While sterilizing your pet is a very safe, very common procedure, there are a few things you'll have to keep in mind. Your vet will no doubt advise that you not feed your dog for at least eight hours before surgery. The dog will be given pre-anesthetic drugs to reduce anxiety, and to get his body ready for the general anesthetic. With an IV hooked up to his shaved forelimb or hindlimb, the sedative will allow the vet to insert a tube through your dog's mouth into his windpipe to administer gas anesthetic and oxygen.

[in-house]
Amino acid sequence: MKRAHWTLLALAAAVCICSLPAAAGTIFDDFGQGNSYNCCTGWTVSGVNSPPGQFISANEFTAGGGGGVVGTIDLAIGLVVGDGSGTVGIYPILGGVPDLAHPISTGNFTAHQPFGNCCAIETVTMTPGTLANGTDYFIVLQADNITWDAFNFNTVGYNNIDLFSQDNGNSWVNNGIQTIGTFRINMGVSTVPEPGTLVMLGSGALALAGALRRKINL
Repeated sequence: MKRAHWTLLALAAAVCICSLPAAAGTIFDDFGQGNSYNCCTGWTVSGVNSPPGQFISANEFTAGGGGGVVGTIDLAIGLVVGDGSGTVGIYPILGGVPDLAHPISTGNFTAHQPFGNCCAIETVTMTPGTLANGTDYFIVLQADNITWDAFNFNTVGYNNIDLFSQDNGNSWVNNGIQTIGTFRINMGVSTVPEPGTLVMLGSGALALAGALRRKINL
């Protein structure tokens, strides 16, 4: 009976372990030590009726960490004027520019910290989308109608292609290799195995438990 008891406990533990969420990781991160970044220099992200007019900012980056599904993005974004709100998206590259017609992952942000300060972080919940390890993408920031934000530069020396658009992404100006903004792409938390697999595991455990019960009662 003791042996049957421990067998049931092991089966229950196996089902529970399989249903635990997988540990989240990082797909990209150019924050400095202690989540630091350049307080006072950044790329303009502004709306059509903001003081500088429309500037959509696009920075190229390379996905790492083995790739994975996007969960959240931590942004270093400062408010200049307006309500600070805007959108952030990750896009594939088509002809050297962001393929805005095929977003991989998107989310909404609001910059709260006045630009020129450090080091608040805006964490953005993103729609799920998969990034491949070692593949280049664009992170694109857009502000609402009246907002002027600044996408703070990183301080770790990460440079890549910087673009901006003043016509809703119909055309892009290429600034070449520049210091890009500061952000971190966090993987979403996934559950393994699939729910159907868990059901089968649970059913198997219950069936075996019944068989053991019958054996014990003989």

For females, the ovaries, uterus and most of the cervix are removed through an incision in the abdomen. For male castration, the vet makes an incision in or near the scrotum and removes the testes. Your dog will awaken soon after the stitches are tied. He or she might be in pain, so make sure your vet has prescribed painkillers. Never decide on your own to use human painkillers. They can be toxic.
Usually you can bring males home a few hours after the surgery, but females will often be kept overnight. Both will be back to normal in one or two days. Monitor your dog's health, and watch for fever, swelling, vomiting or discharge. Keep the affected area clean and dry. Usually you can begin feeding small meals and water a day after surgery.